Layoffs May Have Hindered California Firefighting Effort

A fire that burned three Richmond homes might not have done so much damage if all of the city's fire stations had been operational, a fire spokesman said.


A fire that burned three Richmond homes early Saturday might not have done so much damage if all of the city's fire stations had been operational, a fire spokesman said.

The two-alarm fire began at a three-story house at 435 Golden Gate Ave., at about 2:45 a.m., and soon spread to the outer walls of two neighboring homes.

Fire Capt. Mark Cisneros said the house where the fire started was being remodeled and was unoccupied at the time of the blaze. The neighboring houses, however, were occupied, and those residents were forced to flee the flames as the fire crept toward them.

Everyone got out safely and no injuries were reported in connection with the fire.

When all was said and done, the fire had caused between $700,000 and $1 million in damage, according to Cisneros.

Cisneros said the first firefighters who responded to the blaze did a good job - but the problem was, there were not enough of them.

Rotating station closures caused by recent city budget cuts, along with a dispatching problem, lengthened firefighters' response time and jeopardized the safety of the first crew to arrive at the scene, Cisneros said.

Only one engine rolled onto Golden Gate Avenue after the initial call came in, he said, leaving just three people, "the captain, the driver and a firefighter,'' to battle flames alone for the first eight minutes, he said.

Normally, the second engine would have come from Station 67, Cisneros said. But, since Station 67 was closed under a new rotating closure system, a crew was called out from Station 62.

However, due to a dispatching problem, the Station 62 crew never arrived, forcing the firefighters at the scene to wait for an engine from Station 66, which Cisneros described as being on "the other side of town.''

That engine took 12 minutes to arrive, he said.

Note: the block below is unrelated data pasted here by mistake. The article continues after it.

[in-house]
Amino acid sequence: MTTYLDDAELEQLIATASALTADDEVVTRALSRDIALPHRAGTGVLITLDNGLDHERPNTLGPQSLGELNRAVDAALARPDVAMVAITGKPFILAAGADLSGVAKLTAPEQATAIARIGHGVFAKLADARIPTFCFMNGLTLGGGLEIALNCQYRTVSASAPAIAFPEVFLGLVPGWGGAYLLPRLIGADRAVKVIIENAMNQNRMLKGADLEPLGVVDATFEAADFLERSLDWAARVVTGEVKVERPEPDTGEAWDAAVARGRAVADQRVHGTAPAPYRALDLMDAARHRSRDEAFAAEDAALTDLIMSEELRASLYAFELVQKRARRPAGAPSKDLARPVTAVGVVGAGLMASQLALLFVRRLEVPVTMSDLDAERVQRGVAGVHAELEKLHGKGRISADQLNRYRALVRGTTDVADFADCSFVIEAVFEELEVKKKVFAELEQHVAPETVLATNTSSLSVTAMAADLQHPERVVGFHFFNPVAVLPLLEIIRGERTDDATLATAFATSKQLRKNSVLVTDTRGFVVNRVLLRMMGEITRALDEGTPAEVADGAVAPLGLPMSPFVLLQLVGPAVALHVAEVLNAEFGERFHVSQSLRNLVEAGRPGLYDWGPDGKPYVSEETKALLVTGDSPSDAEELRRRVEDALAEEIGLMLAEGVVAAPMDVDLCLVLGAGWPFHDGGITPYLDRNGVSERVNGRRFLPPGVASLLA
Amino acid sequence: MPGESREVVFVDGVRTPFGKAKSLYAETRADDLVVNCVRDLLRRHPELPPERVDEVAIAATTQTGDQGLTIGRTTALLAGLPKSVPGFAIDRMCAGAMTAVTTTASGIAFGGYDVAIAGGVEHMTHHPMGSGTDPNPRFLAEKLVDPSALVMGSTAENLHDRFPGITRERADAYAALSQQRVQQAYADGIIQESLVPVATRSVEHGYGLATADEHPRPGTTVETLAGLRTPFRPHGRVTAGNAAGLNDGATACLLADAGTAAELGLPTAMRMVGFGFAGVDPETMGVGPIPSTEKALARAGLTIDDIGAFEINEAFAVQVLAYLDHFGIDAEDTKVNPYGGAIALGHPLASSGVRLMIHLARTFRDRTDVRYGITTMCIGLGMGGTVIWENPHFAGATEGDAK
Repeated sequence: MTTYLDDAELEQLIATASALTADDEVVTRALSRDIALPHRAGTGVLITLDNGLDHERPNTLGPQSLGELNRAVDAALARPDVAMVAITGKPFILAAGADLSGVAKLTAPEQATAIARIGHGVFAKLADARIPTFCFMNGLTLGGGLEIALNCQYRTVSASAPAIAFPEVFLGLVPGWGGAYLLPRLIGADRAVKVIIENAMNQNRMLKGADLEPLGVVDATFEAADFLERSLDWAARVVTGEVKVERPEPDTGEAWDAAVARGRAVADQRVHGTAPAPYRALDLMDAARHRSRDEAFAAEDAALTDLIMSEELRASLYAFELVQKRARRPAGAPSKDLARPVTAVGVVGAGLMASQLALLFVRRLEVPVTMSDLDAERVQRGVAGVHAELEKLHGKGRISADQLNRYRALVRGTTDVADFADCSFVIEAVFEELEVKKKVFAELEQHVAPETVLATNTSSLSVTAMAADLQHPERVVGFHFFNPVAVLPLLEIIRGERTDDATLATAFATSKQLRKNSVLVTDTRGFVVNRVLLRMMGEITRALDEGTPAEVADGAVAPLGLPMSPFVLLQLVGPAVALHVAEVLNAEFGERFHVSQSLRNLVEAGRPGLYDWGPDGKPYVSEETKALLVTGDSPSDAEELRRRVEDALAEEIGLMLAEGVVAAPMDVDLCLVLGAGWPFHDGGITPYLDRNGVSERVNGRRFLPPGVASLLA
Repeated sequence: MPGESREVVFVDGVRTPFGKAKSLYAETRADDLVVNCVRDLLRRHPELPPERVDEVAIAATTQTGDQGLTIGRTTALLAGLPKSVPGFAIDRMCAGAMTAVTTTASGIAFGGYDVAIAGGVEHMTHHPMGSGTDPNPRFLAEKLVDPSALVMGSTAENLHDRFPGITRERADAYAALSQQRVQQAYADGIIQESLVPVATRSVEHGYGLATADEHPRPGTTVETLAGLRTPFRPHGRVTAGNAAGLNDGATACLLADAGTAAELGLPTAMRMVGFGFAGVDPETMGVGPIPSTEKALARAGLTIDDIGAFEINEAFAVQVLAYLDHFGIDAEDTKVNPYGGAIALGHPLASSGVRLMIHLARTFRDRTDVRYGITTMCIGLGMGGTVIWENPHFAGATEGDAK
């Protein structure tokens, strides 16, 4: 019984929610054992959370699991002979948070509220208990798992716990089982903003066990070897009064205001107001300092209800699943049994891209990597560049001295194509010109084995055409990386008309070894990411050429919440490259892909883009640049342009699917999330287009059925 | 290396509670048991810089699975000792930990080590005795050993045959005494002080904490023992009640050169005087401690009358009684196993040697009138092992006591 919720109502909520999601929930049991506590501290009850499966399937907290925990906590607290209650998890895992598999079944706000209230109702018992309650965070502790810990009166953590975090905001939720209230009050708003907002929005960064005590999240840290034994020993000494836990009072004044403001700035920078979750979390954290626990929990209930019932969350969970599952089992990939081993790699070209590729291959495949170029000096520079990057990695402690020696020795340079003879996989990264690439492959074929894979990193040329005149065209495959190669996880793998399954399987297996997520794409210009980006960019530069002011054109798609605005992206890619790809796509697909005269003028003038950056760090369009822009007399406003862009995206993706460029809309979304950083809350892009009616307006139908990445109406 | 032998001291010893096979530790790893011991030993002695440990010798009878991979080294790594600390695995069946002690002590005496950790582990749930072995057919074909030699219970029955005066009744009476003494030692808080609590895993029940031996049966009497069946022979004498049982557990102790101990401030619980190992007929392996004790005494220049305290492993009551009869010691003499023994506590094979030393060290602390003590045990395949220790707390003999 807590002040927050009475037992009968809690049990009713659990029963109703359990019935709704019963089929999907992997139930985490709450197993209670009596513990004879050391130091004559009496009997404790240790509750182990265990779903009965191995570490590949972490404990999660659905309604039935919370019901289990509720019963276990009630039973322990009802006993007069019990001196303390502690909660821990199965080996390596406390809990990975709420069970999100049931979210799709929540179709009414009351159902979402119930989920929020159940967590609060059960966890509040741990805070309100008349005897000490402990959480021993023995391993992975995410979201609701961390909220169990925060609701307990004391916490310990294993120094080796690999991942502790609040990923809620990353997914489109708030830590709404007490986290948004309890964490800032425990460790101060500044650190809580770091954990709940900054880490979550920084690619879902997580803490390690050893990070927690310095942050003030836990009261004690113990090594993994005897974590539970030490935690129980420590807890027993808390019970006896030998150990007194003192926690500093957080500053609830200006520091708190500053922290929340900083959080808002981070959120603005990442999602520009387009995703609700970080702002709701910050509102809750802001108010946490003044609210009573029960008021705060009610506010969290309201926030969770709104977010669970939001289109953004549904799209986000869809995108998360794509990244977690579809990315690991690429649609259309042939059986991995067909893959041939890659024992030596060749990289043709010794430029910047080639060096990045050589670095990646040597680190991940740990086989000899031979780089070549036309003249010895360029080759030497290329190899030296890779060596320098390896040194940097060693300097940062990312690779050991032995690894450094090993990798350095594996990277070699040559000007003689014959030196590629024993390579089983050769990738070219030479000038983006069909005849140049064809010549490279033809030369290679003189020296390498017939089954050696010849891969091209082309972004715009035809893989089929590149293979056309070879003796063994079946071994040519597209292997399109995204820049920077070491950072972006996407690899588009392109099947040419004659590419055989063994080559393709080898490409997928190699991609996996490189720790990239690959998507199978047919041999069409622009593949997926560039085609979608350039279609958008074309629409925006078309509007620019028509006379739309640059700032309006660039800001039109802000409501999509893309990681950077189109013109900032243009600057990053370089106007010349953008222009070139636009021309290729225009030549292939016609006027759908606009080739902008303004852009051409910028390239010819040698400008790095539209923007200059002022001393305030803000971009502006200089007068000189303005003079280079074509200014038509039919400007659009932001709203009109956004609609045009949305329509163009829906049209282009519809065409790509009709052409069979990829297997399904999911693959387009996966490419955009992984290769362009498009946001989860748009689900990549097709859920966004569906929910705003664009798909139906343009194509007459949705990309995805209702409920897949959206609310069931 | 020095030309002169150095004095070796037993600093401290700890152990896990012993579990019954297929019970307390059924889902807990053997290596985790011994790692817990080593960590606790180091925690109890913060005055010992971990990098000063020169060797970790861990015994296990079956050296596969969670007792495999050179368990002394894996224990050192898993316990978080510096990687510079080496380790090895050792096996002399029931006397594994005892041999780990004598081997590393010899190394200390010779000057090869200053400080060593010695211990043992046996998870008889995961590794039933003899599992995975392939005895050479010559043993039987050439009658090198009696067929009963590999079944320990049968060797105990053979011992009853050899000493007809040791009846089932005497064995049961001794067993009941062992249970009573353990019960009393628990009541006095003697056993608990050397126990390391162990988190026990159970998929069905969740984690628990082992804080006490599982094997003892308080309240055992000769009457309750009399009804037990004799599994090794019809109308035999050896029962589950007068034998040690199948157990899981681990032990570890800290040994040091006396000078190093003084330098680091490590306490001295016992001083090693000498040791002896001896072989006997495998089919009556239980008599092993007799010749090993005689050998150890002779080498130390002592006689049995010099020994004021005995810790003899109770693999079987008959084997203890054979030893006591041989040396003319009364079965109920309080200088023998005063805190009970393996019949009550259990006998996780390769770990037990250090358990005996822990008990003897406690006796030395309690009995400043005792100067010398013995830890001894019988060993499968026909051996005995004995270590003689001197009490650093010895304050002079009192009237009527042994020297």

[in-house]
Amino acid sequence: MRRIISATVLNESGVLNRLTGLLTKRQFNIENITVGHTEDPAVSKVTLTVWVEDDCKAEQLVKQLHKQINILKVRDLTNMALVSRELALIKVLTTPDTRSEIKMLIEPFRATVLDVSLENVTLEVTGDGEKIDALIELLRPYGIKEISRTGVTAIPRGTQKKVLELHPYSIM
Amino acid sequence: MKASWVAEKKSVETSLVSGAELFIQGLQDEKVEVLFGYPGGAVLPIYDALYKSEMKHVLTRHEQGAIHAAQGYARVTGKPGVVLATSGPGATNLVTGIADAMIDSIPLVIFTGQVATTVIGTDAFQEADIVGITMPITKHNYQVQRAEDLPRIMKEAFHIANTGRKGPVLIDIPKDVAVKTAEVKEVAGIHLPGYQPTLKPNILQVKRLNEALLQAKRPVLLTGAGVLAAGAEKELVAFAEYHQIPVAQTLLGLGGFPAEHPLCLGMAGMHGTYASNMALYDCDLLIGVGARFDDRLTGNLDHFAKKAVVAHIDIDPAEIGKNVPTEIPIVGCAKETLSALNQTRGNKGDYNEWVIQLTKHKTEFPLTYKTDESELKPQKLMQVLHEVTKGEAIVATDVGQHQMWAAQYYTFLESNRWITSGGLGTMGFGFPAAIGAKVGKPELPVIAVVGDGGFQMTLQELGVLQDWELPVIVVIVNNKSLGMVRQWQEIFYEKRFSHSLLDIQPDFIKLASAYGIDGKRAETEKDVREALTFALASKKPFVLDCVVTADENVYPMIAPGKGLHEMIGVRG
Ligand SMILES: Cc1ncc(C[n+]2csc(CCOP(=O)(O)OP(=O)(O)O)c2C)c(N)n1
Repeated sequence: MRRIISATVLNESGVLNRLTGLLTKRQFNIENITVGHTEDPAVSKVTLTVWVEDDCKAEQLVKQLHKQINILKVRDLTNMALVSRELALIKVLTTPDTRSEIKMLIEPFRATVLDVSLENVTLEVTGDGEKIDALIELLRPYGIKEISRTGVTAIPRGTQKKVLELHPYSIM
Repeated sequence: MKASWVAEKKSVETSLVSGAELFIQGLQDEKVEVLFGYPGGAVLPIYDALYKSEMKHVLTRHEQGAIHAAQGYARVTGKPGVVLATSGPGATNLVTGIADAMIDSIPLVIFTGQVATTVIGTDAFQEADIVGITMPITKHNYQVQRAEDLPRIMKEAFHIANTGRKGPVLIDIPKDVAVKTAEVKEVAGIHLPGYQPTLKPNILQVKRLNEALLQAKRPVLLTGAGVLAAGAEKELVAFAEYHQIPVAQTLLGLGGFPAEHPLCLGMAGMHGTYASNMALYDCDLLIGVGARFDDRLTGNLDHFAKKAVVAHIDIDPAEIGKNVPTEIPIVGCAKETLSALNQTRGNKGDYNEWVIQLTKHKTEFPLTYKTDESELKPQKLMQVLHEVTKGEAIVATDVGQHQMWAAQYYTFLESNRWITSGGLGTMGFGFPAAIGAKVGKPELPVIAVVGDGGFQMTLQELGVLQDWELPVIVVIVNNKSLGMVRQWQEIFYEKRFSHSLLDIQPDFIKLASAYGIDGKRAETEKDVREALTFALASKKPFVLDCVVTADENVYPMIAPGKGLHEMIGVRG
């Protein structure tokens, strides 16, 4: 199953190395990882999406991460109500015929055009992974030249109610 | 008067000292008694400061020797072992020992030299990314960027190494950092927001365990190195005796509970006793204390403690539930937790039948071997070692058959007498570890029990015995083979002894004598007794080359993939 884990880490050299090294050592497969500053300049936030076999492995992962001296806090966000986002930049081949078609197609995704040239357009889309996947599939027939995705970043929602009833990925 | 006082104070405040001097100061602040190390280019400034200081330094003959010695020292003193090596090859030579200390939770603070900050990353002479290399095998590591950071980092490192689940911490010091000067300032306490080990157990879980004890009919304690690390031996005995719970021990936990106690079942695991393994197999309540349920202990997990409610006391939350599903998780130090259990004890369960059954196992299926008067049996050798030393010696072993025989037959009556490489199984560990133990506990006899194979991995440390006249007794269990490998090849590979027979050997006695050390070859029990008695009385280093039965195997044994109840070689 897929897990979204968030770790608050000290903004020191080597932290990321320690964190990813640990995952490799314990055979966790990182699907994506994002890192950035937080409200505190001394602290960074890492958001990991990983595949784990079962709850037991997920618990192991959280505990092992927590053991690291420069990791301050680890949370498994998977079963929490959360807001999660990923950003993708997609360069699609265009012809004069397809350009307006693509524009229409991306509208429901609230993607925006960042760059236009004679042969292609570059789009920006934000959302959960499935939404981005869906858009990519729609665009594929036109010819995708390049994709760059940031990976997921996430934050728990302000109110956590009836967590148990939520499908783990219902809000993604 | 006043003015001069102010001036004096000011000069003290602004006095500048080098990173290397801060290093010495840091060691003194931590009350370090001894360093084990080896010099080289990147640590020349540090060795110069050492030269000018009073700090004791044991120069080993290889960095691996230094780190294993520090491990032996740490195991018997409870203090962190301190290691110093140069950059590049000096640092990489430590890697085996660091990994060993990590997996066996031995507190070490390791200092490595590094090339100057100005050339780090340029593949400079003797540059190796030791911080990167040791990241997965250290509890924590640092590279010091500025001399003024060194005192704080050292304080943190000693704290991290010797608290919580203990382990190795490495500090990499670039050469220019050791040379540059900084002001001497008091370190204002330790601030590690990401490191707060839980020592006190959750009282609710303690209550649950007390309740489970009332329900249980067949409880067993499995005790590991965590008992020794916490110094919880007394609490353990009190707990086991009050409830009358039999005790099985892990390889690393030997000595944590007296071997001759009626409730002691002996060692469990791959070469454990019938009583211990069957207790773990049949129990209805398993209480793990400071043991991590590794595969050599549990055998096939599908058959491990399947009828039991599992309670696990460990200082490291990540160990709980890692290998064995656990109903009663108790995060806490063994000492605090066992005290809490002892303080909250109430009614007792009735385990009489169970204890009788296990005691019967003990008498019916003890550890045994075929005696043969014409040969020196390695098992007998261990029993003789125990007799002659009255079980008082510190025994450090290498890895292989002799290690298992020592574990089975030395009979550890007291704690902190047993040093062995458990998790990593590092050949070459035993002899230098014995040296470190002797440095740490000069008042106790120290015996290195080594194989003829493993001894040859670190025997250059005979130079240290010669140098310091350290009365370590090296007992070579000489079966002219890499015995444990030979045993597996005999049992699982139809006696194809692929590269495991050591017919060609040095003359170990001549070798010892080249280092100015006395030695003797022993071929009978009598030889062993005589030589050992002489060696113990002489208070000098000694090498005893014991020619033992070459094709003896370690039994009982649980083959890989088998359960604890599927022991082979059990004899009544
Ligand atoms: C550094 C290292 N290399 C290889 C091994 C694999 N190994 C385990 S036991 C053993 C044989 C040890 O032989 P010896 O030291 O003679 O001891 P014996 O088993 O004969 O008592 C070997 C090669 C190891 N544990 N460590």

Meanwhile, the three lone firefighters who arrived first lucked out, since there was a fire hydrant near the burning home.

"They would have run out (of water) had the hydrant not been right across the street,'' Cisneros said.

The fire was eventually controlled about an hour and a half after the first call came in, he said.

Cisneros said crews would have had an easier time if all stations had been operating at full capacity this morning.

"Before Jan. 1, a house fire like that with companies responding in a normal fashion would have been held to just that one house,'' he said.

The rotating fire station closures coincide with the layoffs of 18 firefighters in an effort by city officials to cut costs for the cash-strapped city.

The firings have been met with numerous protests. Firefighters have argued that the cuts threaten the public's safety by handicapping their ability to respond to emergencies; city officials say times are tough and the cuts were inevitable.

If not for the cuts, Cisneros said, "you would have had two companies on the scene within six minutes'' today.

The cause of the fire was still under investigation, but Cisneros said arson investigators were called to the scene.

"It's the second time in six months this house has burned,'' he said. "By that alone, I'm sure it's considered suspicious.''

Calls to the office of Richmond Mayor Irma Anderson were not immediately returned.